As of this writing, my favorite editions remain 3.5 and Pathfinder, for one big reason: character creation. I find that 3.5/PF deliver the most ability for PCs to create the character they want within a fantasy world framework. While this is sacrelige in many OSR circles, I like feats and skills as presented in 3rd Edition and its progeny. Is 3.5/PF perfect? No -- the oft-stated objections (rules bloat, wargaming feel, challenge rating/build-the-adventures-around-the-PCs, the power curve, high-level play wonkiness) are mostly valid in my experience as a player and DM. But that sweet spot (say, level 3-10 or so) was awesome.
I have gone back and reviewed many of my Basic Set / 1st Edition materials, and downloaded and reviewed several of the carefully-crafted OSR retro-clone products, including Labyrinth Lord and Joe Bloch's Adventures Dark and Deep. I value the original and OSR products for their relative simplicity, flavor, nostalgia, and sense of real danger to the PCs. However, I like a product with a little more meat on the bones, particularly regarding skills and adjudicating non-combat actions. Adventures Dark and Deep has taken the step of adopting a alternative skill system based on xp expenditure that is partially tied to ability scores -- thus, for many of the skills, it is cheaper to train if your best ability score is that skill's prime requisite.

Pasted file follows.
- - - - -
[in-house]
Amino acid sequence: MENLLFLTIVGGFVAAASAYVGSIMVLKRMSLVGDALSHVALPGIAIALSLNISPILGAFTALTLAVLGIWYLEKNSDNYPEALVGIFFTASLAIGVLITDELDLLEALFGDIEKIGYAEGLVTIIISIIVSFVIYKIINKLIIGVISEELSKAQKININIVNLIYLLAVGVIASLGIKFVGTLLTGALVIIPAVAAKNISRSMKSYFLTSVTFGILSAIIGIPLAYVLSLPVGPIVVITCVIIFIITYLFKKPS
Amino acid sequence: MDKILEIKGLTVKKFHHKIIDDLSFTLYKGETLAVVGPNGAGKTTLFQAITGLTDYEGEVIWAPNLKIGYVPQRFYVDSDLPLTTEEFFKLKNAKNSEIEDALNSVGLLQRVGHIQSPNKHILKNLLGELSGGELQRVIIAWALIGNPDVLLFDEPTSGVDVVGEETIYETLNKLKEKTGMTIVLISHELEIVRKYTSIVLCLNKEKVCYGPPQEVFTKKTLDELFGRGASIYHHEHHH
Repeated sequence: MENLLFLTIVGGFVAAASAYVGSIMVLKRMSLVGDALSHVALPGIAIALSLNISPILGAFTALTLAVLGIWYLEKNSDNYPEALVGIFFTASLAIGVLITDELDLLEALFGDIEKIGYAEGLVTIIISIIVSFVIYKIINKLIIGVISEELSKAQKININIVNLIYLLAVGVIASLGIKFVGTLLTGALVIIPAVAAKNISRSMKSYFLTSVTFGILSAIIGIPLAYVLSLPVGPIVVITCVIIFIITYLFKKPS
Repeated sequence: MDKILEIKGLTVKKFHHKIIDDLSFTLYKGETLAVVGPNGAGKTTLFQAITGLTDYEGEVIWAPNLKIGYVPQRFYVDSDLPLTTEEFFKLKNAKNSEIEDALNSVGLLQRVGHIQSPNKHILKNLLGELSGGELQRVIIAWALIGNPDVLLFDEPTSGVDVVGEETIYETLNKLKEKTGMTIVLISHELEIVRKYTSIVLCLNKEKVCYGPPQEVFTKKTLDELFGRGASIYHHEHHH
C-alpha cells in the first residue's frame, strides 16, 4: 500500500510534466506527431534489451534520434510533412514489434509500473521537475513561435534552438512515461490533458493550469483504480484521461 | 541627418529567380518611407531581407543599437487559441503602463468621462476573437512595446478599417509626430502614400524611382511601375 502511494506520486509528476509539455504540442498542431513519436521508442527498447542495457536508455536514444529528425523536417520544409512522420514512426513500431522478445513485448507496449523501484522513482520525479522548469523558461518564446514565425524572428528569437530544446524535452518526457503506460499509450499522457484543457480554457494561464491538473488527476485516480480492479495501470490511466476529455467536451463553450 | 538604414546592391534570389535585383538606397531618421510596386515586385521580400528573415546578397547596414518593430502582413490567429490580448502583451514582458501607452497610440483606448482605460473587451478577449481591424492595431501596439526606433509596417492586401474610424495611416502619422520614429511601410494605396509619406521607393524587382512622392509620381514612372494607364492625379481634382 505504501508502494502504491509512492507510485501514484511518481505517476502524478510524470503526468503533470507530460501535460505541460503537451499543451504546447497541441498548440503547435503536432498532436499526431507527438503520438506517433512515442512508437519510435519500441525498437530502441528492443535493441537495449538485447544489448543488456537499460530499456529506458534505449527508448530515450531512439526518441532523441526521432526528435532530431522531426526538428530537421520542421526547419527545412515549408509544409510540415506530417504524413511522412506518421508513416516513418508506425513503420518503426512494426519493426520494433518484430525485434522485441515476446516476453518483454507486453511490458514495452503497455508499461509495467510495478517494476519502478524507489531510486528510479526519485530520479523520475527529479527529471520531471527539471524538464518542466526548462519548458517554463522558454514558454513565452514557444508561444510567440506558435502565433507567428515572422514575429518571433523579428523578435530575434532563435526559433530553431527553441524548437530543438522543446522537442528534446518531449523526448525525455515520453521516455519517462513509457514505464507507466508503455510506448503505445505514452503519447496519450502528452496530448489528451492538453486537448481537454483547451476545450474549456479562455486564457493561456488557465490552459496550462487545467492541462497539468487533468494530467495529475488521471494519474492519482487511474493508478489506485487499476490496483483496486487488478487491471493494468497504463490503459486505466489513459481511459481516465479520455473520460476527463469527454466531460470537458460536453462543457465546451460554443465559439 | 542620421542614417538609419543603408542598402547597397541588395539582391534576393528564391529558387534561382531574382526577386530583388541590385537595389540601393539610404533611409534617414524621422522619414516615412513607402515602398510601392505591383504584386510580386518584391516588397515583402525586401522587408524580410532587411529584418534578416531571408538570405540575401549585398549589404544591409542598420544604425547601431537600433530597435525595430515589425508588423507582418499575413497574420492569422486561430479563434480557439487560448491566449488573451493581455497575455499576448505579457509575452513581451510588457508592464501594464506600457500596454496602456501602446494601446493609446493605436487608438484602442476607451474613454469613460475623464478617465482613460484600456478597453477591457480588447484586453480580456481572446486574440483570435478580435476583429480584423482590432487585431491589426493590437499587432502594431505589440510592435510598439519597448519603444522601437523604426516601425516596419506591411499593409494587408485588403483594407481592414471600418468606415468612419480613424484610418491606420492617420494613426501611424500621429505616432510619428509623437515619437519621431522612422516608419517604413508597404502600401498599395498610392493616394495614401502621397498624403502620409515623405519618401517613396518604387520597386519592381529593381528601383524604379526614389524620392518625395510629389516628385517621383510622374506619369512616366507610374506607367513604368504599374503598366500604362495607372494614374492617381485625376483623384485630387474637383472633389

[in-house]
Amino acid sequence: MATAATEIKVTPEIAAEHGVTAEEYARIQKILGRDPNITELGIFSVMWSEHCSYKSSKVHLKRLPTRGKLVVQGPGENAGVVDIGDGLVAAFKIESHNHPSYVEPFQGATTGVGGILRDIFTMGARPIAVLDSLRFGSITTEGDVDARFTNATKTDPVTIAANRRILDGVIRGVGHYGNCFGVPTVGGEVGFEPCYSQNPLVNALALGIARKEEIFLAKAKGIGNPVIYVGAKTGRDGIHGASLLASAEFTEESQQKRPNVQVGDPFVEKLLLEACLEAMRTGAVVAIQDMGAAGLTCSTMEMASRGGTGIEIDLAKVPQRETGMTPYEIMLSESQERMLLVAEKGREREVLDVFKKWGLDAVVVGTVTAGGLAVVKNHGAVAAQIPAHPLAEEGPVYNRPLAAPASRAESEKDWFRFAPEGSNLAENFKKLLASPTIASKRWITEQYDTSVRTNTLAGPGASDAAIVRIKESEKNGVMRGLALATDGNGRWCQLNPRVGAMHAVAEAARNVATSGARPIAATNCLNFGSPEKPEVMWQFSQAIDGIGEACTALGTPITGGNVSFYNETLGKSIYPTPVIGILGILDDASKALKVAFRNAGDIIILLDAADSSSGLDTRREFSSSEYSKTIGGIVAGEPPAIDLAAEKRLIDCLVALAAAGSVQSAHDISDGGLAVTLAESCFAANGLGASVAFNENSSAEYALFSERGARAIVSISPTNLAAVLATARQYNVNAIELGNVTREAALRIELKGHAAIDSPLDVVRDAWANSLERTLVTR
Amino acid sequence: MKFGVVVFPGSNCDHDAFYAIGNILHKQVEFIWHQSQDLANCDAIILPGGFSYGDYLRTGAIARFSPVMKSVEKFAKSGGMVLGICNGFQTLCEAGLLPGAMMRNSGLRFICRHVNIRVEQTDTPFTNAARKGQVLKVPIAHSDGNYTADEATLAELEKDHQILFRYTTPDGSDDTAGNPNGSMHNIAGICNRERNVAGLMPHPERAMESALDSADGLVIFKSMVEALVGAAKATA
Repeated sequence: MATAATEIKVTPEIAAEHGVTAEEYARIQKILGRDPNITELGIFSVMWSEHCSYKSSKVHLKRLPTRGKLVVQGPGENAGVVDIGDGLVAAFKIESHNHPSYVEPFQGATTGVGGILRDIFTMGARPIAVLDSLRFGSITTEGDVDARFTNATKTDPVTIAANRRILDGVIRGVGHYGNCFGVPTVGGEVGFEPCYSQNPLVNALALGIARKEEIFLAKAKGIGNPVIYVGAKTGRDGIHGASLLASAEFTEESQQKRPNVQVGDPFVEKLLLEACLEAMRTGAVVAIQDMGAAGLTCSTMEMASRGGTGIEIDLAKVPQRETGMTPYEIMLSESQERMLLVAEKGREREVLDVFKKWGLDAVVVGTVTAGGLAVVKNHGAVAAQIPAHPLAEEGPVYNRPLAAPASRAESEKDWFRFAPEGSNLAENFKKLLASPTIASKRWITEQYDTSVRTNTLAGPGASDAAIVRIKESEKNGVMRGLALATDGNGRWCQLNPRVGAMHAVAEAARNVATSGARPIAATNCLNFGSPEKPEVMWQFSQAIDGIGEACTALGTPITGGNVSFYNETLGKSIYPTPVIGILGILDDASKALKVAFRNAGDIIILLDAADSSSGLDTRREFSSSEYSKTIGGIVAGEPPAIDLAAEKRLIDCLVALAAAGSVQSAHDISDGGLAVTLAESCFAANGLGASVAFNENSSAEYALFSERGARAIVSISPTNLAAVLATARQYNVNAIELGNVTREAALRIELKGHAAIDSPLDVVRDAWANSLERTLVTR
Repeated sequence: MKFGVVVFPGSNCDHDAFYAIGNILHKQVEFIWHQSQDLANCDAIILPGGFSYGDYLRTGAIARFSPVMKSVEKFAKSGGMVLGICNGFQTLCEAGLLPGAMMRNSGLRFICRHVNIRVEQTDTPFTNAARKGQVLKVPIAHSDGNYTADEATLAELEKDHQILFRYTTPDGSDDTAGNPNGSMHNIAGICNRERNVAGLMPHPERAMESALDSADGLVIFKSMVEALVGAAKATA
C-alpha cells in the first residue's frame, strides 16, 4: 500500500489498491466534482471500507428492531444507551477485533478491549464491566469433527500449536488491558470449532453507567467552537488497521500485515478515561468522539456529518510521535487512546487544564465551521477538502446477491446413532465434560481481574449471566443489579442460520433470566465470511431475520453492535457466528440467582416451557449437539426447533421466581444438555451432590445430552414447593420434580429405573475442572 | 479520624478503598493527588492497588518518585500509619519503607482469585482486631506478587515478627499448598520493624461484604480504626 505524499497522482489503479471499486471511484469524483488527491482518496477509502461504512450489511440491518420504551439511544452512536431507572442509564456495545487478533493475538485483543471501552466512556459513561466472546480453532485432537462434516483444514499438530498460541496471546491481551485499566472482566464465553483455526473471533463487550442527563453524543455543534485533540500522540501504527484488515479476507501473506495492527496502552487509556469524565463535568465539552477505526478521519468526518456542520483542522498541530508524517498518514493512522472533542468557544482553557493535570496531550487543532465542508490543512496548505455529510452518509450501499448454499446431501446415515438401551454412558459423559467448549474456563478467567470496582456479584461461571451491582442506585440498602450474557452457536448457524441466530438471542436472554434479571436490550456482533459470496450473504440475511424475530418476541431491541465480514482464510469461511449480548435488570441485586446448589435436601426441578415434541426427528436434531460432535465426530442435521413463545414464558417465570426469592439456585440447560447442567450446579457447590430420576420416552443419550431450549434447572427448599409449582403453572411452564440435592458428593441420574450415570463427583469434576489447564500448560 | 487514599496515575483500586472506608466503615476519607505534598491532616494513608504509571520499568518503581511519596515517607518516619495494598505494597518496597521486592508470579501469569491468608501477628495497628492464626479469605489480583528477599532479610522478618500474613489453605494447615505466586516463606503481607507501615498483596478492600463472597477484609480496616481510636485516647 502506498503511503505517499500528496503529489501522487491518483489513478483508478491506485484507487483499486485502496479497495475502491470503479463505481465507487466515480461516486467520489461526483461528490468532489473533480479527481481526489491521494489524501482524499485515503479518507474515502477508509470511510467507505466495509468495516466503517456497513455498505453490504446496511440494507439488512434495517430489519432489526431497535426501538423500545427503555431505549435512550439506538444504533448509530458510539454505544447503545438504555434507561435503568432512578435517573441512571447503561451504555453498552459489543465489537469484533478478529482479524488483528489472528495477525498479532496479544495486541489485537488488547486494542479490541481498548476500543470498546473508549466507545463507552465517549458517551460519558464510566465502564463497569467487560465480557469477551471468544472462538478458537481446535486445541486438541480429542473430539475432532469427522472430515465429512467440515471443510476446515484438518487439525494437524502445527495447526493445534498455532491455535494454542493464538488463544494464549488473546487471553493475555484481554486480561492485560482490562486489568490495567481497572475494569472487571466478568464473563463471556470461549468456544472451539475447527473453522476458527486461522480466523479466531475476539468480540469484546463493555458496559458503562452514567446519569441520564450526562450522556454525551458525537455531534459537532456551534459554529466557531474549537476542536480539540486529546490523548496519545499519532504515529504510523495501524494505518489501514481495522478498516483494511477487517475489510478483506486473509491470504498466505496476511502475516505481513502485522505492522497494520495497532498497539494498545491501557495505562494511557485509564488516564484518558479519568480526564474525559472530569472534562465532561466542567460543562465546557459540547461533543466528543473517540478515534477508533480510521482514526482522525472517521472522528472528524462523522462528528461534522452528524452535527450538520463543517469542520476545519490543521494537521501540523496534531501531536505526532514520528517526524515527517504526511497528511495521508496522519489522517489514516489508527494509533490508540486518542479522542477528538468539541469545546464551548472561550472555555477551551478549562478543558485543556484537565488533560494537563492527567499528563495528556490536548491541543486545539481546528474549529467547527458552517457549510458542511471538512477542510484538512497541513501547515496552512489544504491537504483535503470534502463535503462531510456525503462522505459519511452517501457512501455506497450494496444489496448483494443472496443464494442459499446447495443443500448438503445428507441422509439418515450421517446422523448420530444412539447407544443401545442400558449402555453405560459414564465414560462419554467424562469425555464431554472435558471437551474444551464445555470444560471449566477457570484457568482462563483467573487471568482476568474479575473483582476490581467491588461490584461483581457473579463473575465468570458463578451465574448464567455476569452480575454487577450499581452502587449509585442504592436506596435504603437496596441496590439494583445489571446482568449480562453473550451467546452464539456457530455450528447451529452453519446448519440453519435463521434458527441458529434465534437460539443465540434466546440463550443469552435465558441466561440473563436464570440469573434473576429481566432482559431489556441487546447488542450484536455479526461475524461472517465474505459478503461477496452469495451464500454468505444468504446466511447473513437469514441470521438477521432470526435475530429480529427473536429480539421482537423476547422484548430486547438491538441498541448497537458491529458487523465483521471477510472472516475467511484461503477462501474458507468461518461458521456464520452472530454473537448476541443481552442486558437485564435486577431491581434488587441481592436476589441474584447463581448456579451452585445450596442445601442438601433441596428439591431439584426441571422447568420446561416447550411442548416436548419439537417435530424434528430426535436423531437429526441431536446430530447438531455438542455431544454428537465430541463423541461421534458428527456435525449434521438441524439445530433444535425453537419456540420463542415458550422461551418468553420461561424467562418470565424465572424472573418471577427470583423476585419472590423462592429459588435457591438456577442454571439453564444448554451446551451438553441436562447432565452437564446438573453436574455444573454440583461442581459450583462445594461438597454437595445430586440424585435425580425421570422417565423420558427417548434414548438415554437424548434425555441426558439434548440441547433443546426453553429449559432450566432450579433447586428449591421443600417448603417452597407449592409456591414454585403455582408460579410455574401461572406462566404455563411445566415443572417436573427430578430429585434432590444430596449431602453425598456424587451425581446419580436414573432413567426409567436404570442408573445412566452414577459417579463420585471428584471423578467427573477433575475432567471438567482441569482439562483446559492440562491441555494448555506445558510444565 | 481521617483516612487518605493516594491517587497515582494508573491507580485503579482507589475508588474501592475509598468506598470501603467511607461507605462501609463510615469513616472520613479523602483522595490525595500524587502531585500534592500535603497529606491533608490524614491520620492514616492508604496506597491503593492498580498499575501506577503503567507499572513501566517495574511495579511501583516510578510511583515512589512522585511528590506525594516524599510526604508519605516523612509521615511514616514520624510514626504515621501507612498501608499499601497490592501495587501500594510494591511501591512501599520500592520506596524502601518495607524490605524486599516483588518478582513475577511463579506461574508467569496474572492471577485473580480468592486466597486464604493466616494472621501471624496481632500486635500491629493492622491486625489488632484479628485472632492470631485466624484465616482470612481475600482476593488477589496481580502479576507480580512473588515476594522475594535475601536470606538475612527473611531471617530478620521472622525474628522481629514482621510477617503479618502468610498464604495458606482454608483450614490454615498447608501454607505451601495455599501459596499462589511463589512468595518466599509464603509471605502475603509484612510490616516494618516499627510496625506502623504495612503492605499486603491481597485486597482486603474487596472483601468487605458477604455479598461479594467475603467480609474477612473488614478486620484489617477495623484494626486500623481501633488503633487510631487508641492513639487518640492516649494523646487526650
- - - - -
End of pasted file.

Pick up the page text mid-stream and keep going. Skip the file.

Mixing and matching these elements then, as Monte in fact says he is doing, my fantasy 5th edition would look something like this:
- Same core design re: six ability scores, hit points, saves, armor class, etc.
- Feats, or some mechanism to customize characters to provide unique abilities
- Skills or ability check modifiers to allow resolution of non-combat actions
- Ability to run 0/1st edition style gameplay (i.e., battlemap/miniatures optional) for quicker play
- Flattening of the power curve
- Deadliness -- the game needs to be dangerous
- Rewards should go back to pre-3e: xp for treasure, to encourage alternate means of "winning" other than monster-slaying, which begets the Challenge Rating/match-the-encounter-to-the-PCs thinking.